Section 1983 creates a damages remedy for the violation of federal constitutional or statutory rights. Although the section contains no reference to official immunity, “Congress intended the statute to be construed in the light of common-law principles that were well settled at the time of its enactment.” Kalina v. Fletcher, 522 U.S. 118, 123, 118 S.Ct. 502, 139 L.Ed.2d 471 (1997) (citing Tenney v. Brandhove, 341 U.S. 367, 71 S.Ct. 783, 95 L.Ed. 1019 (1951); Briscoe v. LaHue, 460 U.S. 325, 330, 103 S.Ct. 1108, 75 L.Ed.2d 96 (1983)). Therefore, the immunities existing at common law at the time of § 1983's enactment are applicable to actions brought under it.
In Imbler v. Pachtman, 424 U.S. 409, 96 S.Ct. 984, 47 L.Ed.2d 128 (1976), the Court held that prosecutors are shielded from liability under § 1983 for certain conduct. After analyzing the absolute immunity afforded prosecutors at common law, the Court concluded that the policy underlying that immunity supports its application to § 1983 claims. Id. at 427. Consequently, “prosecutors are absolutely immune from liability under § 1983 for their conduct in ‘initiating a prosecution and in presenting the State's case,’ insofar as that conduct is ‘intimately associated with the judicial phase of the criminal process[.]’ ” 2
The prosecutorial immunity recognized in Imbler, however, does not apply to any and all actions taken by a prosecutor. Rather, the Court fashioned a functional test under which prosecutors are absolutely immune with respect to activities that are “intimately associated with the judicial phase of the criminal process.” Id. at 430. Conduct falling within this category is not limited “only to the act of initiation itself and to conduct occurring in the courtroom,” Buckley v. Fitzsimmons, 509 U.S. 259, 272, 113 S.Ct. 2606, 125 L.Ed.2d 209 (1993), but instead includes all actions “which occur in the course of [the prosecutor's] role as an advocate for the State,” id. at 273.
Therefore, the central question with respect to each of Cousin's claims against Berry and Jordan is the nature of the conduct upon which the claim is based. If the conduct is advocatory, and therefore related to the defendants' prosecutorial function, absolute immunity applies, and the district court's rejection of the claim was not error.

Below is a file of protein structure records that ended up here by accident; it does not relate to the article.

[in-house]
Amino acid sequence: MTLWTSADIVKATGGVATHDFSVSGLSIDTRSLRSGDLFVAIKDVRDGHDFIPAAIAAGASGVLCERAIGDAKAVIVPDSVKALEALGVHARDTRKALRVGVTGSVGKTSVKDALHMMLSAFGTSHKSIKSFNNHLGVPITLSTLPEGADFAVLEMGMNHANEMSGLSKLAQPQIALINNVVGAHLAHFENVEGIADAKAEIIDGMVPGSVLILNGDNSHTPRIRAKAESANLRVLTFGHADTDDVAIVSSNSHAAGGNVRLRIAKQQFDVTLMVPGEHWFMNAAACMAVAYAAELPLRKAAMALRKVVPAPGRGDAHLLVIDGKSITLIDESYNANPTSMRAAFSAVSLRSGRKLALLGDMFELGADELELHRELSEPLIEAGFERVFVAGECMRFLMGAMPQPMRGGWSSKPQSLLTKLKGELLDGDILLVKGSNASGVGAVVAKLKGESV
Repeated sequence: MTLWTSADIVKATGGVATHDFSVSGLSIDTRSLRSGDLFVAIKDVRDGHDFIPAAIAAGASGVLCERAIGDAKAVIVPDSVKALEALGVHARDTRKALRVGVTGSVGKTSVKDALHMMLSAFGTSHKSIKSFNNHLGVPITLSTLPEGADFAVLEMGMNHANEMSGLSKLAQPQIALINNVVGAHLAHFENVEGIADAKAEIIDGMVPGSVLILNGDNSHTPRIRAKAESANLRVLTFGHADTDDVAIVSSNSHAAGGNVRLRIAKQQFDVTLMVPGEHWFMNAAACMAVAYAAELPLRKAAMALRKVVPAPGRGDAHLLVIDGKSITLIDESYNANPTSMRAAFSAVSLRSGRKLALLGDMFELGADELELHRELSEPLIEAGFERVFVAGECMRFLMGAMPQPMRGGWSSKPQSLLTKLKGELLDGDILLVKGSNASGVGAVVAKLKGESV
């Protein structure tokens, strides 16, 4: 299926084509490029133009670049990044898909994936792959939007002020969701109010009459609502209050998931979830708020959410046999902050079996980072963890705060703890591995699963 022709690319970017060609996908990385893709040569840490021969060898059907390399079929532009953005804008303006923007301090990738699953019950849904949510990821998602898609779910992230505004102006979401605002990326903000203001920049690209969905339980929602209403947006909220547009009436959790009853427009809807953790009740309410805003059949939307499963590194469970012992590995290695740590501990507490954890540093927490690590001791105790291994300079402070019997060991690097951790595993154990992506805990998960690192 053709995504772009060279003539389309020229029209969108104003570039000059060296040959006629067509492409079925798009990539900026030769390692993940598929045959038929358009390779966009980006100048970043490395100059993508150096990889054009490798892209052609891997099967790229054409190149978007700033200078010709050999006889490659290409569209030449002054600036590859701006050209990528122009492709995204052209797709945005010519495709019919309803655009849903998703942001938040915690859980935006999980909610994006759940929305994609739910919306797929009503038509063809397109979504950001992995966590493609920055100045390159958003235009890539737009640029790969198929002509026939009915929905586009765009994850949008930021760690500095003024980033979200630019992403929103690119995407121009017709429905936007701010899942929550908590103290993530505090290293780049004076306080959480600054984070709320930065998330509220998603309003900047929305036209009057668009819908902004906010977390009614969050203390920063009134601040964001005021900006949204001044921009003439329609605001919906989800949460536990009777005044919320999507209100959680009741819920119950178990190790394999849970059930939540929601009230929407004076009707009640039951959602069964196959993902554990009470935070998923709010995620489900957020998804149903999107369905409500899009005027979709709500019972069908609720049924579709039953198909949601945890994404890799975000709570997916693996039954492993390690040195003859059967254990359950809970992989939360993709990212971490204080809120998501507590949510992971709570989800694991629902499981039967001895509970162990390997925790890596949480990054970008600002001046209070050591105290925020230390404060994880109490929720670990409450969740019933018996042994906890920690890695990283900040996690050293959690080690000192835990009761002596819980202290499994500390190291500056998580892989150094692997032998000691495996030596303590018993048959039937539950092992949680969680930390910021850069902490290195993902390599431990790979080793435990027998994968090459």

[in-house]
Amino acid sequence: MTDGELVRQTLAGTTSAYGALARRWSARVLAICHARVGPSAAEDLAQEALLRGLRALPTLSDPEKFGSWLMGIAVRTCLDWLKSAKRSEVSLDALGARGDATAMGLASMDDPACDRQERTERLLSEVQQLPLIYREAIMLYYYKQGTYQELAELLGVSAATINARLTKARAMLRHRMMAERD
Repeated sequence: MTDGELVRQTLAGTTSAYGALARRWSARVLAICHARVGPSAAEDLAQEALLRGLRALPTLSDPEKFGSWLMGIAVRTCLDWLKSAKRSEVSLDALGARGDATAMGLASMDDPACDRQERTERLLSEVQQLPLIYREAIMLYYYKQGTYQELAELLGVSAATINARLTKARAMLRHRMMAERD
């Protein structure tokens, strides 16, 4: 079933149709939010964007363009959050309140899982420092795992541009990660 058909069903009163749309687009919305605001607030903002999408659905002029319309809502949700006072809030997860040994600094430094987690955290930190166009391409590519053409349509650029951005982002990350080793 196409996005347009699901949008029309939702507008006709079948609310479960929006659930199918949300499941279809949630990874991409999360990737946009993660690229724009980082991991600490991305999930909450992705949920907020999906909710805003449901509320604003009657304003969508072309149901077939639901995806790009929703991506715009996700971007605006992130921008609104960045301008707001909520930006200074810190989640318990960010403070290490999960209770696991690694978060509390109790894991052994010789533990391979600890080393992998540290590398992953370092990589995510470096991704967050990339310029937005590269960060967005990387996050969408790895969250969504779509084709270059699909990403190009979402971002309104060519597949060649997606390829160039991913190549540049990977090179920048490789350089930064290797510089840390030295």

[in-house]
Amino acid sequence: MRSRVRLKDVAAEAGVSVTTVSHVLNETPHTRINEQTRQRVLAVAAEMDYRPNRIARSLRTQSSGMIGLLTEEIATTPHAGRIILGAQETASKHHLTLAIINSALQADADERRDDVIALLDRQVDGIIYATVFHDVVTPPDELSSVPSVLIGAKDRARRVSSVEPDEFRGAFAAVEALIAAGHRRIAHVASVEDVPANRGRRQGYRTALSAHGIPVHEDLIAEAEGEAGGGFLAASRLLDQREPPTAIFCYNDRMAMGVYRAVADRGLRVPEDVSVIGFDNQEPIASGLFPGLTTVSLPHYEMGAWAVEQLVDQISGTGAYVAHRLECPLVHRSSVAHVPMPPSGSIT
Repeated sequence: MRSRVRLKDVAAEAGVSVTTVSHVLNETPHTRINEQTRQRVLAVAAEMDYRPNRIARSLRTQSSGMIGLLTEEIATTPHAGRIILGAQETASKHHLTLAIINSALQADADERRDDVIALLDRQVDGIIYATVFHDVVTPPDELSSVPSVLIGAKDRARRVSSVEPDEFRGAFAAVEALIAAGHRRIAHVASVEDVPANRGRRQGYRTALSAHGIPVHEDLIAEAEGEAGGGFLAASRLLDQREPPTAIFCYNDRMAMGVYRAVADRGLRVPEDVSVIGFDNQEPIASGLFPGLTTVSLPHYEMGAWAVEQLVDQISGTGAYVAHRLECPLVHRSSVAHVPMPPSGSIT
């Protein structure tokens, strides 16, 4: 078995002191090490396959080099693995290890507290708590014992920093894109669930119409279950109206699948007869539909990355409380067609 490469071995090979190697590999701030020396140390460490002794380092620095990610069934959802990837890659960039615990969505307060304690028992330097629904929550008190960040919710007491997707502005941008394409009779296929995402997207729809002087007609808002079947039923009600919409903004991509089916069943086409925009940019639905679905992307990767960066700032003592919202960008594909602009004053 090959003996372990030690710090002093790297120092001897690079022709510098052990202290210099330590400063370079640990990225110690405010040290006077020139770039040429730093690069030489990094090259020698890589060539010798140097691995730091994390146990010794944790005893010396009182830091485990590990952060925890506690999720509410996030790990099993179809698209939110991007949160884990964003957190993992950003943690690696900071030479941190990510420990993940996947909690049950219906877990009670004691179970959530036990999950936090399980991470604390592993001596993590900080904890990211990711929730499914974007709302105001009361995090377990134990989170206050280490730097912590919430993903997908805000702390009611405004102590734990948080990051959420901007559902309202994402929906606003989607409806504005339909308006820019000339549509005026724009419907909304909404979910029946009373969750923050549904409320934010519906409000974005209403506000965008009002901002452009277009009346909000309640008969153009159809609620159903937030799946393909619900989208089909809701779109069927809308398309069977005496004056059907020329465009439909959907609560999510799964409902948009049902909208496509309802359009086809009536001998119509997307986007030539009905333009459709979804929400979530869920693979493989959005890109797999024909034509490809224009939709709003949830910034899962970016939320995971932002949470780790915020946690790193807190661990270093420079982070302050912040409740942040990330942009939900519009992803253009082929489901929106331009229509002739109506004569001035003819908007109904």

Cousin maintains that Berry and Jordan coerced and intimidated Rowell so that he would give false trial testimony that would implicate Cousin in the Gerardi murder. There is no indication in Cousin's complaint, however, that he alleged a coerced testimony claim concerning Rowell. Although this complete failure seems logically to support dismissal for failure to state a claim, defendants appear to have assumed, in moving for dismissal or summary judgment, that Cousin had asserted such a claim; they did not seek dismissal on the ground that he had not. And Cousin and defendants briefed the claim as though it had been pleaded. We therefore will not affirm on the basis of rule 12(b)(6). Defendants, however, also moved for summary judgment, which we conclude is warranted, because the record establishes that Jordan and Berry 3 were acting as advocates.
At the summary judgment stage of a § 1983 action, a defendant asserting immunity is not required to establish the defense beyond peradventure, as he would have to do for other affirmative defenses.4 “The moving party is not required to put forth evidence to meet its summary judgment burden for a claim of immunity. It is sufficient that the movant in good faith pleads that it is entitled to absolute or qualified immunity.” Beck v. Tex. State Bd. of Dental Exam'rs, 204 F.3d 629, 633 (5th Cir.2000). “Once the [movant] asserts this affirmative defense, the burden shifts to the plaintiff to rebut it.” Id. at 633-34 (quoting Whatley v. Philo, 817 F.2d 19, 20 (5th Cir.1987)) (internal quotation marks omitted).